WebRef Update: Featured Article: Online Branding - Developers and Designers Hold the Key
Developers and Designers Hold the Key
Amazon. Ebay. Travelocity. Yahoo! Walmart. IBM. The Gap. And, oh yes, Microsoft. Welcome to the world of branding, a world where trusted names count. In the US alone, it's an over $2 trillion dollar industry. The growing mainstream activity on the Internet has afforded a whole new way of losing customers - or gaining them. As developers and designers, you hold the key to the front door in online branding.
So what exactly is branding and what's all the hype about? That's all just big ad agency stuff, right? Wrong. There is a terrible misconception that branding is about the creative side of business. About the logo. The advertising. The copy. The "look and feel." It is, but that isn't nearly the full extent of it. Branding is, in a nutshell, the entire user experience - the "relationship" between the company and the customer, how a company makes a customer feel. This applies to all companies, great and small. In both online and offline branding, it's about:
- how the customer is treated at the door (home page)
- what the packaging looks like and how it's positioned on a shelf (Web site)
- how the cashier treats the customer (navigation, online support, online orders)
- how the company handles complaints (returns, ease of contact)
- how a company positions itself as "trustful" and "credible" (a combination of the above, media treatment, etc.)
Every form of contact that a company has with a customer is part of branding. Because the Web is a more "user-driven" experience and can loosely be described as a hybrid medium (print and broadcast), it poses some interesting branding challenges and opportunities. It has the potential to deliver the company's identity, products, service - the whole shebang - in the space of a few screens and within seconds. Your Web site is where the entire experience comes together for the user - or not. Make no mistake about it: the number of consumers who make purchasing decisions online is growing exponentially, and the launch of so many free internet service providers will only fertilize that growth. If you provide a positive experience for these users, they'll talk. And that language translates into dollars. Confuse them or fail to apply some of the basic methods below and you'll lose them within seconds, too.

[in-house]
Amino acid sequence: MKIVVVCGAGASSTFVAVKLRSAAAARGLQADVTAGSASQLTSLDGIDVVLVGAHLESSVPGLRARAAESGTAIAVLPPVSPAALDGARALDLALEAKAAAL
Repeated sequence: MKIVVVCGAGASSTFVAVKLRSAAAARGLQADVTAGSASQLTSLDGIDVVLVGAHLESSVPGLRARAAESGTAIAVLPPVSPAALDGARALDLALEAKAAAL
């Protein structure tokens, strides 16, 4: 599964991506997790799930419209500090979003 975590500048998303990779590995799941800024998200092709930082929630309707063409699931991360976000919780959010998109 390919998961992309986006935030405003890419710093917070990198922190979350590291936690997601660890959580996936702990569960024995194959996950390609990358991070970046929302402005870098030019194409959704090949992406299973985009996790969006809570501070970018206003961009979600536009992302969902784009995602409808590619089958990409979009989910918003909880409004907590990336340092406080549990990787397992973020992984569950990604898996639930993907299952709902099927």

So, from a design and development perspective, we should give them bells and whistles, right? Maybe. Sure, bells and whistles are nice if you're approaching an audience who happens to like bells and whistles - like gamers. Flying hotdogs really wouldn't fly that well, however, on iVillage.com or Inc.com. Keep your market in mind. Study it. The average user is more concerned with function than they are with form. An ace-looking site with difficult or no function will lose a user pretty quickly. Build an ace-looking site with phenomenal functionality and they'll come back with the whole clan. People are still people, whether they're online or not.
Next: Creating Brand Loyalty
Revised: April 28, 2000